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Showing results 16756 to 16775 of 206821 < previous   next >
CARDIOVASCULAR DISEASES : Years of life lost from cardiovascular disease = MALADIES CARDIO-VASCULAIRES : Années de vie perdues du fait des maladies cardio-vasculaires
World Health Organization ( 1987 )
Cardiovascular diseases and hormonal contraceptives : latest results : general information
( 1998 )
Cardiovascular diseases and hypertension
World Health Assembly, 9 ( 1956 )
Cardiovascular diseases and hypertension: proposal by the Government of India
World Health Assembly, 9 ( 1956 )
Cardiovascular diseases in India / K. S. Reddy
Reddy, K. Srinath ( 1993 )
World Health Organization ( 1978 )
AFR RC55 R4.pdf.jpg
Cardiovascular Diseases in the African Region: Current Situation and Perspectives (document AFR/RC55/--)
Regional Committee for Africa, 55 ( 2005 )
AFR RC55-12.pdf.jpg
Cardiovascular diseases in the African region: current situation and perspectives: Report of the Regional Director
Regional Committee for Africa, 55 ( 2011-06-23 )

1. The burden of cardiovascular disease is increasing rapidly in Africa, and it is now a public health problem throughout the African Region. Most important are hypertension, stroke, cardiomyopathies and coronary heart disease. Rheumatic heart disease is still a major concern. 2. One of the reasons for increased cardiovascular diseases (CVDs) worldwide is the increase in aged populations. Another reason is exposure to various modifiable risk factors that are responsible for at least 75% of all the CVDs. 3. As with other noncommunicable diseases, CVDs are not often given the attention they deserve. As a result, most countries do not have national programmes or strategies to address CVDs. Likewise, surveillance systems for risk factors are almost non-existent in the Region. 4. Priority interventions aimed at reducing the burden of CVDs in the African Region include setting up national noncommunicable diseases programmes which include CVD; setting up surveillance systems based on risk factors; capacity building of health personnel; ensuring availability of costeffective medications; implementing the Framework Convention for Tobacco Control and the Global Strategy on Diet, Physical Activity and Health; and incorporating both primary and secondary prevention of rheumatic heart disease.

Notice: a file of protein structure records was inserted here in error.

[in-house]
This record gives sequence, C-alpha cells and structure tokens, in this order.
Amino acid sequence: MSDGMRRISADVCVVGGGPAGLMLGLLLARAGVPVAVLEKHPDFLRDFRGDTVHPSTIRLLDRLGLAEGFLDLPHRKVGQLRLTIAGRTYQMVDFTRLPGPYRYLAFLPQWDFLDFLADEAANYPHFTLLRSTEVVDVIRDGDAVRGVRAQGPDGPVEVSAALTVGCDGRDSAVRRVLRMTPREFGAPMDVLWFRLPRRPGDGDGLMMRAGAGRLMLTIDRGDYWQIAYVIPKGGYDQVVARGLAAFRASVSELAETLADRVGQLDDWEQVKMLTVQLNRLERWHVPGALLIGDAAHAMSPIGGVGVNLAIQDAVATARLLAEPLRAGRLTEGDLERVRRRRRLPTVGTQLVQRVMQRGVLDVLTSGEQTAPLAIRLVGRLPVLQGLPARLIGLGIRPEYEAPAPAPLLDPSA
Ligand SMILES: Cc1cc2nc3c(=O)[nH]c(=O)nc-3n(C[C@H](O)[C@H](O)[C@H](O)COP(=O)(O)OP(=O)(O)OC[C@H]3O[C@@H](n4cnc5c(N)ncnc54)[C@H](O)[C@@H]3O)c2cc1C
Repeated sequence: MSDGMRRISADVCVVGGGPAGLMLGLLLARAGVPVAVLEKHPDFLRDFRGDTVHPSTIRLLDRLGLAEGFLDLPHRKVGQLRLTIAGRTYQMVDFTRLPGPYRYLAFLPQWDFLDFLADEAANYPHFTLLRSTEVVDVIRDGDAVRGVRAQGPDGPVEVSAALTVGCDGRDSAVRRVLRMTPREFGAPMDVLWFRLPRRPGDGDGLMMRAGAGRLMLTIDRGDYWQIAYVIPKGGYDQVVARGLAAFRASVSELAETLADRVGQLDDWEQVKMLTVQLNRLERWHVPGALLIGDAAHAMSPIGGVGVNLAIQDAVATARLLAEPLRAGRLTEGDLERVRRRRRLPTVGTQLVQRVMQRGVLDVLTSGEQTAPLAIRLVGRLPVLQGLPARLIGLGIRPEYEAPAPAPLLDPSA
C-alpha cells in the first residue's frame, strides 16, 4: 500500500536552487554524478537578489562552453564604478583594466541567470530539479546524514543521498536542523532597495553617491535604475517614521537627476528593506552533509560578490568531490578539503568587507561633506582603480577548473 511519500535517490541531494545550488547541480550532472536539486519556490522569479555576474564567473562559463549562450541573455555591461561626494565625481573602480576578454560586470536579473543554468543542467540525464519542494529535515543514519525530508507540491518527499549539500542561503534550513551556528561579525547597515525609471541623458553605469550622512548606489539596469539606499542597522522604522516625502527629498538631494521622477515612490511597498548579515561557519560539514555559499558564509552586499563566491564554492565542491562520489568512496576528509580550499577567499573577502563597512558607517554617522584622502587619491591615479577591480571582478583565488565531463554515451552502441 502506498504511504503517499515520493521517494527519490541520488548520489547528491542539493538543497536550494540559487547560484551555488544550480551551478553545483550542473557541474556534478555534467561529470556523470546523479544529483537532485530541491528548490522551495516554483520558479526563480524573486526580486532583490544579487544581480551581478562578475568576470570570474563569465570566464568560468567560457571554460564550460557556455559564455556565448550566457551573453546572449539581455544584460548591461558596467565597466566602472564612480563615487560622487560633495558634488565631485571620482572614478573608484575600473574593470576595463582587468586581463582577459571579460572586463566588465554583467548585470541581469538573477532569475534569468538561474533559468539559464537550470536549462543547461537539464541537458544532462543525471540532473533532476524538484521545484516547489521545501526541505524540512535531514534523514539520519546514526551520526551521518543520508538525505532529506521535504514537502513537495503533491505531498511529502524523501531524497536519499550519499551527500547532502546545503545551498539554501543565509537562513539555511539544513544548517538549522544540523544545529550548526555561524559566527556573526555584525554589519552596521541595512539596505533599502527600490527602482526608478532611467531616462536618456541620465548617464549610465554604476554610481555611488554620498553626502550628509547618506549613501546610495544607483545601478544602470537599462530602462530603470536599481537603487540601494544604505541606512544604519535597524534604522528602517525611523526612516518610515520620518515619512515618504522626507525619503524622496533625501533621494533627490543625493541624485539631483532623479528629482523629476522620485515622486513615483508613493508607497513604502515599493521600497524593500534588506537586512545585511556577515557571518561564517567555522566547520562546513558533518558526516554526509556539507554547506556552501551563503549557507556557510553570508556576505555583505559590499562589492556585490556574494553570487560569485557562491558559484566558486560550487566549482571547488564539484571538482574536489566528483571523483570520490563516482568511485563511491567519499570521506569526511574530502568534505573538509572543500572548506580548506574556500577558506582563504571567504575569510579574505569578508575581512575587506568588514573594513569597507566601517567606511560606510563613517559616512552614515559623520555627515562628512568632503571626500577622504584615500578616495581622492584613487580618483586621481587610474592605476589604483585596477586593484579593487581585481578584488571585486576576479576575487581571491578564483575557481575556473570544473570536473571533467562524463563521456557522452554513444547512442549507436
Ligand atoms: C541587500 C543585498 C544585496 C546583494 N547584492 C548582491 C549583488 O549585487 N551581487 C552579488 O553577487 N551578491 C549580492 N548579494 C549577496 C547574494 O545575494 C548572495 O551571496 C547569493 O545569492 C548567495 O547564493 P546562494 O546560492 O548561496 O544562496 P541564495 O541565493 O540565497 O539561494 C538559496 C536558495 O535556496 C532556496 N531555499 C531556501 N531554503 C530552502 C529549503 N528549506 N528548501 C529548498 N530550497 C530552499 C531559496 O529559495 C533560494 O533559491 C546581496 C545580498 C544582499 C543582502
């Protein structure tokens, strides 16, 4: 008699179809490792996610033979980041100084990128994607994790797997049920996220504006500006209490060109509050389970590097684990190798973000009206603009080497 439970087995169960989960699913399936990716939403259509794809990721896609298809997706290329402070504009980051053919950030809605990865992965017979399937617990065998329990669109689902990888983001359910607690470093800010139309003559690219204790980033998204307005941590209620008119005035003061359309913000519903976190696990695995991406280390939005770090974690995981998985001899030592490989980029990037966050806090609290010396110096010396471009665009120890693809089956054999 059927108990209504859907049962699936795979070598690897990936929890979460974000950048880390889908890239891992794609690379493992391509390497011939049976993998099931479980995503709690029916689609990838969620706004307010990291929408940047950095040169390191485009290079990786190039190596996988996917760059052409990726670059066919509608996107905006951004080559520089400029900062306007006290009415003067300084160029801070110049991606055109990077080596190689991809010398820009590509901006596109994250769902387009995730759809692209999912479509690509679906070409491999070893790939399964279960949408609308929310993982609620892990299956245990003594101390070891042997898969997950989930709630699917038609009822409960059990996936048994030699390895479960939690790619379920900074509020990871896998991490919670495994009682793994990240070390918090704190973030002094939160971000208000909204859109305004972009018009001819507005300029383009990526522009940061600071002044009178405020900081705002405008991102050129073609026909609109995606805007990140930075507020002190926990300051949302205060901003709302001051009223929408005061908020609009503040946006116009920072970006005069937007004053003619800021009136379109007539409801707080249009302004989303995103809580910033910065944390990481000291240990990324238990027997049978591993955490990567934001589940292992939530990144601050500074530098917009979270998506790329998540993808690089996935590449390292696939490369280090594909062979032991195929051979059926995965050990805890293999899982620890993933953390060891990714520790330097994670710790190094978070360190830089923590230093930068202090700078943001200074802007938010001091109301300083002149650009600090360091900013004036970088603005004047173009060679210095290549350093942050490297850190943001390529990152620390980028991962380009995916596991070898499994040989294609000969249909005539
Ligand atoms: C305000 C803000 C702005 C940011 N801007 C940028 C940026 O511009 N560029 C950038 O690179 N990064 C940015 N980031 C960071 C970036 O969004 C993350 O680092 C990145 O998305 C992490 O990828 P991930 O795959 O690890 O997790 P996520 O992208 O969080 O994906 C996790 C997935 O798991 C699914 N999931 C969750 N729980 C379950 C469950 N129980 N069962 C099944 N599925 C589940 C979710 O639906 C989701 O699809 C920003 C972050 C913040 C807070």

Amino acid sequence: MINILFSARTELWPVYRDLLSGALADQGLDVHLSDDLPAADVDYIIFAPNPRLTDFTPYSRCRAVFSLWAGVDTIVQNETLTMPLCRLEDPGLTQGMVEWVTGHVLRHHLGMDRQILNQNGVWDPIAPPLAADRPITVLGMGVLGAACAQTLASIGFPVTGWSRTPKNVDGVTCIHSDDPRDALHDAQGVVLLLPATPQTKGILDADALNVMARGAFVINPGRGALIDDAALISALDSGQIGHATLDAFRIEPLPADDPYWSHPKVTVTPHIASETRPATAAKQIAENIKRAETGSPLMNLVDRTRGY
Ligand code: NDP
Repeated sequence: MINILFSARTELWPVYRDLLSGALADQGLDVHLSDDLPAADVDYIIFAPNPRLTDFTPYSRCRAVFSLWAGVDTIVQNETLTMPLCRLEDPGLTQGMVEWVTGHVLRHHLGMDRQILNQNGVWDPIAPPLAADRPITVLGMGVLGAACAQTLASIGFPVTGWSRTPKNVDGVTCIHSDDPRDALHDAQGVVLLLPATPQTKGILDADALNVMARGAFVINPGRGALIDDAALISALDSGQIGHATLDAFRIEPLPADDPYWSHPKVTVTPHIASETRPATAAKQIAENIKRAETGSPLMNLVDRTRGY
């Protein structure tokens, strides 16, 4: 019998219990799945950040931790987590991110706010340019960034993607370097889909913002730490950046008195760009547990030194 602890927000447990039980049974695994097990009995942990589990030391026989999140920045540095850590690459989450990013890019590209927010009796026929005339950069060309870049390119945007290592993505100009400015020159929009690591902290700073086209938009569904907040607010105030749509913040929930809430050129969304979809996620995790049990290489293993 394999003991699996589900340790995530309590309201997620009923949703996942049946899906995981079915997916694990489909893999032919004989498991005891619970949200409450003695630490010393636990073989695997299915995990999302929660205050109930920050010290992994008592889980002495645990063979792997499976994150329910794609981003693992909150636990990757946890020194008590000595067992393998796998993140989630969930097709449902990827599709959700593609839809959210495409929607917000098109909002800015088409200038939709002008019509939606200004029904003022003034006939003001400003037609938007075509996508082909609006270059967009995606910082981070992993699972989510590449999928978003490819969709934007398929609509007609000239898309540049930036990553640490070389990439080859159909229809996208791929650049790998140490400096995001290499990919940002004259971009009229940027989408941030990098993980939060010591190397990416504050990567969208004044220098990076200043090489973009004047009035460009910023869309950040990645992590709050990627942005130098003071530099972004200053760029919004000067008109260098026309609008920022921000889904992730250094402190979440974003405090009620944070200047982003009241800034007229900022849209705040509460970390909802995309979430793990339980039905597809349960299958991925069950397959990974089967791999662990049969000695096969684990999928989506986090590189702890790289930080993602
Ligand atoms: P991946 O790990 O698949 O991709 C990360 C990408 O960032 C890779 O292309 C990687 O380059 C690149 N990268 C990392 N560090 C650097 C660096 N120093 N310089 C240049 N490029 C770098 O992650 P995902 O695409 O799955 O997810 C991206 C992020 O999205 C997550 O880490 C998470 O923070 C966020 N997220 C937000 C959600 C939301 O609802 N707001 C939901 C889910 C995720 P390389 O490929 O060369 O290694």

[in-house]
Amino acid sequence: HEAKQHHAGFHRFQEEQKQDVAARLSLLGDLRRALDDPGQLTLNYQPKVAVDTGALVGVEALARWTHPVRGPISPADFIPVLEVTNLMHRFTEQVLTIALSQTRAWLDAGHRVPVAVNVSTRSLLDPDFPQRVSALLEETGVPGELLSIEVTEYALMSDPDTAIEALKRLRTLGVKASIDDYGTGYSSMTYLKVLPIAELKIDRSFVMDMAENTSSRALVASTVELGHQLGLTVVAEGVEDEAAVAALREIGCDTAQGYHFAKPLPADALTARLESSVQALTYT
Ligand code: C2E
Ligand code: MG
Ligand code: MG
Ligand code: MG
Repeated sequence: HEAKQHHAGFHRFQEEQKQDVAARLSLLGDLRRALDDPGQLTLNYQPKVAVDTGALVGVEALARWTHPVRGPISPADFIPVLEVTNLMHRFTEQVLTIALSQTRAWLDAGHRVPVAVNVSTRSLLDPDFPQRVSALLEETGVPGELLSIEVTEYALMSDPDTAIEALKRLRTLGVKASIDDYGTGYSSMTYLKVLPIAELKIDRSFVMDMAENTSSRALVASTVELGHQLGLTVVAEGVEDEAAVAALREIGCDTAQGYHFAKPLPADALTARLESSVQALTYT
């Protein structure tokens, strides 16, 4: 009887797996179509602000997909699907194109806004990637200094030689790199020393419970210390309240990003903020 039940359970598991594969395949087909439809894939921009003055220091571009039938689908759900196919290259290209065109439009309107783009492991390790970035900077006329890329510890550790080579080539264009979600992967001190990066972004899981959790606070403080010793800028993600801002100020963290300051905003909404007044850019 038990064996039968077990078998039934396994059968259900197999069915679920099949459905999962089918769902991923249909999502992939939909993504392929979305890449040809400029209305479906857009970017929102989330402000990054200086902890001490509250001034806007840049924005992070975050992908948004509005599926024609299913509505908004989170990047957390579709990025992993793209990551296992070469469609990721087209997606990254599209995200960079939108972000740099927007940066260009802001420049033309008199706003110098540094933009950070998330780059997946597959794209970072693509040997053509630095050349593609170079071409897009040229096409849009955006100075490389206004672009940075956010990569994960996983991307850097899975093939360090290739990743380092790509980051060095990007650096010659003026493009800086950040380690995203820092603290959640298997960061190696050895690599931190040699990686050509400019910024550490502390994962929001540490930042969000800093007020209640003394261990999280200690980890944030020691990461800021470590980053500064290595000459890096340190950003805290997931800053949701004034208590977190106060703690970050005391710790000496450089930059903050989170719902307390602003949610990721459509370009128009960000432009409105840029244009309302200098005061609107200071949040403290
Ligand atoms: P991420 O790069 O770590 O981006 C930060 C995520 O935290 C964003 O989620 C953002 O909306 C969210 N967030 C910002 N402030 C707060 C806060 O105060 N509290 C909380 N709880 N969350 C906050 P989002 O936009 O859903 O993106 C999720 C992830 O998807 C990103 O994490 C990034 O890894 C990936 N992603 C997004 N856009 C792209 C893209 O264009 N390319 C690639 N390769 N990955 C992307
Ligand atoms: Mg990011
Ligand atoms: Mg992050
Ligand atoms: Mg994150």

Cardiovascular diseases in the Eastern Mediterranean Region / Ala'din A. S. Alwan
Alwan, Ala'din ( 1993 )
Cardiovascular diseases prevention and control
World Health Organization, Regional Office for the Eastern Mediterranean ( 1998 )
Cardiovascular diseases prevention and control: 1948-1998
World Health Organization, Regional Office for the Eastern Mediterranean ( 1999 )
Cardiovascular diseases prevention and control: 1948-1998
World Health Organization, Regional Office for the Eastern Mediterranean ( 1999 )
Cardiovascular disorders in Africa / Walinjom F. T. Muna
Muna, Walinjom F. T ( 1993 )
Cardiovascular mortality, all-cause mortality, and diabetes incidence after lifestyle intervention for people with impaired glucose tolerance in the Da Qing Diabetes Prevention Study: a 23-year follow-up study
Hu, Yinghua; Hong, Jing; An, Yali; Wang, Jinping; Bennett, Peter H; Zhang, Bo; Roglic, Gojka; Gregg, Edward W; Zhang, Ping; Shuai, Ying; Yang, Wenying; Li, Guangwei; Engelgau, Michael M; Li, Hui; Gong, Qiuhong ( 2014-04-03 )